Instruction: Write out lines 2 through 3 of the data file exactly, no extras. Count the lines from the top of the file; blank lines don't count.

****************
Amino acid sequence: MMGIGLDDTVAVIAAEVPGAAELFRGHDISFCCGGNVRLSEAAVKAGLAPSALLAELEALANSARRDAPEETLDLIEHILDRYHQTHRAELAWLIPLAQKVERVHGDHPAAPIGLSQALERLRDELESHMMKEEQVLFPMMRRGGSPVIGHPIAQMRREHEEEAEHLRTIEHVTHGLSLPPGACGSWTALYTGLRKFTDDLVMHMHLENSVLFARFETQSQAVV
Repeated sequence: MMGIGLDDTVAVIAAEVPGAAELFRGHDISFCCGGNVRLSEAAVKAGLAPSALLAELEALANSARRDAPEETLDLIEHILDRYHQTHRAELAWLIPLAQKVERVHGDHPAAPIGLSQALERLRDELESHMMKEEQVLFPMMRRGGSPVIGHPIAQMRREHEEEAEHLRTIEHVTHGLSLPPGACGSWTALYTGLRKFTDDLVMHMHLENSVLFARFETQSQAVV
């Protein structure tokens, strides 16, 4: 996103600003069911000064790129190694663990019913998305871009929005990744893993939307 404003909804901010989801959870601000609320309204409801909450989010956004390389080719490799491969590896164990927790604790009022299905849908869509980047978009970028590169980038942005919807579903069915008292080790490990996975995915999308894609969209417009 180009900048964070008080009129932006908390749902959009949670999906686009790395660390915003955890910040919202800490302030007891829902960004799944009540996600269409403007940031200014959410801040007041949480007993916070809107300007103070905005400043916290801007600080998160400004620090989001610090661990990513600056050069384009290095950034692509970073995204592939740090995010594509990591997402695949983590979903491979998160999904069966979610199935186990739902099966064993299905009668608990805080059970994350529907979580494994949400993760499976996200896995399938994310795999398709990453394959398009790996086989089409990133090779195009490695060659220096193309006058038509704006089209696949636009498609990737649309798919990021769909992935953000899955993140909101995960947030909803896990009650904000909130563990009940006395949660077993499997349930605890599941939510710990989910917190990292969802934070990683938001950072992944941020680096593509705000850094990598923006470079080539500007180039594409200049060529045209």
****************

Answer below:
Repeated sequence: MMGIGLDDTVAVIAAEVPGAAELFRGHDISFCCGGNVRLSEAAVKAGLAPSALLAELEALANSARRDAPEETLDLIEHILDRYHQTHRAELAWLIPLAQKVERVHGDHPAAPIGLSQALERLRDELESHMMKEEQVLFPMMRRGGSPVIGHPIAQMRREHEEEAEHLRTIEHVTHGLSLPPGACGSWTALYTGLRKFTDDLVMHMHLENSVLFARFETQSQAVV
């Protein structure tokens, strides 16, 4: 996103600003069911000064790129190694663990019913998305871009929005990744893993939307 404003909804901010989801959870601000609320309204409801909450989010956004390389080719490799491969590896164990927790604790009022299905849908869509980047978009970028590169980038942005919807579903069915008292080790490990996975995915999308894609969209417009 180009900048964070008080009129932006908390749902959009949670999906686009790395660390915003955890910040919202800490302030007891829902960004799944009540996600269409403007940031200014959410801040007041949480007993916070809107300007103070905005400043916290801007600080998160400004620090989001610090661990990513600056050069384009290095950034692509970073995204592939740090995010594509990591997402695949983590979903491979998160999904069966979610199935186990739902099966064993299905009668608990805080059970994350529907979580494994949400993760499976996200896995399938994310795999398709990453394959398009790996086989089409990133090779195009490695060659220096193309006058038509704006089209696949636009498609990737649309798919990021769909992935953000899955993140909101995960947030909803896990009650904000909130563990009940006395949660077993499997349930605890599941939510710990989910917190990292969802934070990683938001950072992944941020680096593509705000850094990598923006470079080539500007180039594409200049060529045209």